British physicist Peter Higgs is best known for his theory explaining the origin of mass of elementary particles in general and the Higgs boson in particular. AFP/Fabrice Coffrini, File
In a profession driven by rationality, particle scientists gave full rein to their emotions as they pondered what could lie in store in Geneva.
It is there that the European Organisation for Nuclear Research (Cern) will unveil the latest data in its search for the Higgs boson, an elusive sub-atomic particle that is believed to confer mass.
The Higgs has led scientists a merry dance since 1964, when British physicist Peter Higgs helped lay the conceptual foundation for it.
If the beast exists, it would vindicate the so-called Standard Model of physics, which identifies the building blocks for matter and the particles that convey fundamental forces.
On the eve of the announcement, rumours flew about what Cern had in store.
On Twitter, a conversational thread was called "Higgsteria," and managed to fuel speculation and quash it at the same time.
"Whether or not the Higgs has been found, tomorrow will be exciting," Professor Sir Peter Knight, president of Britain's Institute of Physics, told AFP.
"If the Standard Model is confirmed via the discovery of the Higgs boson or whether we need to abandon and start re-writing the textbooks, it's a historical day in science that we should all be proud of."
A big question conCerns the degree of probability to make a claim.
Cern physicists have said they will not make an announcement until they have proof -- from two laboratories working independently at the mighty Large Hadron Collider (LHC) -- that the risk of a statistical fluke is vanishingly small.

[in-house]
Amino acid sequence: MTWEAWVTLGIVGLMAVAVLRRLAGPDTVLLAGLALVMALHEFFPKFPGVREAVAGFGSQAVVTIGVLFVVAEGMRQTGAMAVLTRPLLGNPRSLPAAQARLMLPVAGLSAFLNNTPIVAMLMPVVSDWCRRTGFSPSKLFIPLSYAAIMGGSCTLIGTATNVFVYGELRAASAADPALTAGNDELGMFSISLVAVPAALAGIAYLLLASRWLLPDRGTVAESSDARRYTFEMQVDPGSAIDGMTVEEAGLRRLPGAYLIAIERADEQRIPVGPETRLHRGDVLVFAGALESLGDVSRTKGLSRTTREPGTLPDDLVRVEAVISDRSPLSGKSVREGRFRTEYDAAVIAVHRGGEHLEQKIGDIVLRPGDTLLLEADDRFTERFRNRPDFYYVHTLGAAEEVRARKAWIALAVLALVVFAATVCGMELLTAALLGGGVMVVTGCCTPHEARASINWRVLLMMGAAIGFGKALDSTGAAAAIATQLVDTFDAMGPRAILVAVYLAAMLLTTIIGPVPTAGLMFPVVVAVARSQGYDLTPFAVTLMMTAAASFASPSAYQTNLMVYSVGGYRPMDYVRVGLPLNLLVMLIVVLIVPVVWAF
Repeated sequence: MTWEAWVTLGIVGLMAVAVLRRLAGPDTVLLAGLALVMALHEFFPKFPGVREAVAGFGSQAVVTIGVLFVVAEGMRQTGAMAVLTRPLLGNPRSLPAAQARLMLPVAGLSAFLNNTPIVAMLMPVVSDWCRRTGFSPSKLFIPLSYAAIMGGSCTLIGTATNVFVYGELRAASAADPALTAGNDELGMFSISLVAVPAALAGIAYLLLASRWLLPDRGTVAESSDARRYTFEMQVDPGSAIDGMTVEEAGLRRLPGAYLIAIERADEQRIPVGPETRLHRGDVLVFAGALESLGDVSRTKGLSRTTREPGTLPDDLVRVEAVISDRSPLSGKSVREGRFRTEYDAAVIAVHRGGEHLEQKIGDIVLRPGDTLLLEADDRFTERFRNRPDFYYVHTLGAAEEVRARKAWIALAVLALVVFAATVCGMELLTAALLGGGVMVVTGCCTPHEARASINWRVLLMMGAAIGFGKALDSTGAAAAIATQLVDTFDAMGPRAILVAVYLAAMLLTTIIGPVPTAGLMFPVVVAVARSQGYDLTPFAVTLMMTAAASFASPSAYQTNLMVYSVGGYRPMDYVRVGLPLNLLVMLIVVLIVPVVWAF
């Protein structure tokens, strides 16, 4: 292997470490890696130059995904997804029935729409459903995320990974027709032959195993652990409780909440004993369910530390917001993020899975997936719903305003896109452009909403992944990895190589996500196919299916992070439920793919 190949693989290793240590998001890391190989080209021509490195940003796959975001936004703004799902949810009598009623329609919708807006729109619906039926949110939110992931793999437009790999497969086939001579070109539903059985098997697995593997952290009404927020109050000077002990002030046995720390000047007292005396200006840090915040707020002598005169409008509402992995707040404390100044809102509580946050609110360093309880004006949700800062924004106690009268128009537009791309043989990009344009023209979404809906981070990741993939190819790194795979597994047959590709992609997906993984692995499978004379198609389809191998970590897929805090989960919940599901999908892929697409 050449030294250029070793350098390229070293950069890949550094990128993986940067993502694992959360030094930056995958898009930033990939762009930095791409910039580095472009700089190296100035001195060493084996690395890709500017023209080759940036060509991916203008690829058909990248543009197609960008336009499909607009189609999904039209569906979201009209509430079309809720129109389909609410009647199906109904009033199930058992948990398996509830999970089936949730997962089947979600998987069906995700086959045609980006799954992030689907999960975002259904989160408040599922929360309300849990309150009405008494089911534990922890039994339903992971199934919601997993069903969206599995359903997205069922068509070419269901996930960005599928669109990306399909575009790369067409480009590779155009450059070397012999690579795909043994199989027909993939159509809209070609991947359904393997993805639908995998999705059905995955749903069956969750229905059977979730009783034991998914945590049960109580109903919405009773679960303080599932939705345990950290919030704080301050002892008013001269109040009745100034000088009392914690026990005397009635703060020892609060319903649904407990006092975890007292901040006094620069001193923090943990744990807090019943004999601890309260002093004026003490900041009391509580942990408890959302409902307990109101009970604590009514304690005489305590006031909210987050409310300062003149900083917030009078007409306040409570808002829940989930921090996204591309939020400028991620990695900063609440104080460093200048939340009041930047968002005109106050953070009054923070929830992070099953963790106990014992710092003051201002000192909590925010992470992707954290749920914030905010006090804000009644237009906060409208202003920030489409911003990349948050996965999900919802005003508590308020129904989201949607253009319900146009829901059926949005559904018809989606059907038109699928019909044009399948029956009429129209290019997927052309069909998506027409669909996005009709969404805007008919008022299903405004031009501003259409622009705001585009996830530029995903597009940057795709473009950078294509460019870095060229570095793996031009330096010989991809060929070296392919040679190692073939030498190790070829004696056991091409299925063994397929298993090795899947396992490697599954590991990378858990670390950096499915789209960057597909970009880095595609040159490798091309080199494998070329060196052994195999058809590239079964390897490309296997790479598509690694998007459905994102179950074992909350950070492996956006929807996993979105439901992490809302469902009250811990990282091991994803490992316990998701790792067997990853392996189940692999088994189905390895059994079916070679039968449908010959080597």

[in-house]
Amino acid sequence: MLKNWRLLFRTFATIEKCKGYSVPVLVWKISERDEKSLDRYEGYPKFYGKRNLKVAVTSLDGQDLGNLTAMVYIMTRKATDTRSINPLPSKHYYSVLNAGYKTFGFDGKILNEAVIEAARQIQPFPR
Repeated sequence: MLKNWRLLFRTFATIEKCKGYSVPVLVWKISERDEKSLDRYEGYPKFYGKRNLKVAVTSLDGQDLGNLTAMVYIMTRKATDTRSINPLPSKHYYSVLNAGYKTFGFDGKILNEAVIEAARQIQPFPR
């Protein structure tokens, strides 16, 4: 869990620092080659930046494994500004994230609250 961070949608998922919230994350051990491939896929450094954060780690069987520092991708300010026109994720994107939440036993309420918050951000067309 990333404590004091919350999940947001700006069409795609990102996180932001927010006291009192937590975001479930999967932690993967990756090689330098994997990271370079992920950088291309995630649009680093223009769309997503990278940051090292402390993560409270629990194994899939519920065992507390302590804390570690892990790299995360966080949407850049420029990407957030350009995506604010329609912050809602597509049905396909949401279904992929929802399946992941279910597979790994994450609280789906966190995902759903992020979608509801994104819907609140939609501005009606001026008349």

In scientific parlance, the goal is "five sigma," meaning that there is just a 0.00006% chance that what the two laboratories found is a mathematical quirk.
In a news report, the British science journal Nature said Cern will announce that the two labs saw signals of a new particle with a probability of between 4.5 and five sigma.
But Cern will stop short of calling it the Higgs until more is known about what the particle does, Nature said.
"Crucially, they will want to know whether it behaves like a mass-giving Higgs, and more specifically whether it behaves like the Higgs predicted in the Standard Model," the journal said.
Last week, Cern boss Rolf Heuer cautioned about the need for verification.
"It's a bit like spotting a familiar face from far. Sometimes you need closer inspection to find out whether it's really your best friend, or your best friend's twin."
Because the Higgs cannot be seen, its existence -- or not -- has to be inferred.
This is done by smashing protons together in an underground tunnel, providing a tiny but fierce collision that causes sub-atomic debris to fly into detectors built into the 360-degree walls of a car-sized lab.
The trick then is to sift through the signals from this smashup and look for a pattern that points to the Higgs.
The boson has been so slippery because it is believed to decay almost instantly after it interacts with other particles to endow them with mass.
Over the years, tens of thousands of physicists have been thrown into the search for the Higgs, and billions of dollars spent on colliders.
A US machine, the Tevatron, came agonisingly close before it was mothballed in 2011 after 26 years of operations.
Its vanguard role was supplanted by the far bigger LHC, a behemoth that comprises four labs dotted around a ring-shaped tunnel, 27 kilometres (16.9 miles) long, straddling the Franco-Swiss border.
In a presentation on Monday of data that was analysed after the closure, physicists at Fermilab said they had strong hints that the Higgs exists, but the signal was 2.9 sigma, which falls short of the five-sigma threshold.
According to Nature, the signature occurred at a mass of around 125 gigaelectronvolts, when a Higgs-like particle decayed into two photons, or particles of light.
The Tevatron and the LHC carried out exhaustive experiments to narrow down the mass field and to identify potential Higgs patterns, a task "much worse than (seeking) a needle in a haystack," Fermilab physicist Joe Lykken said.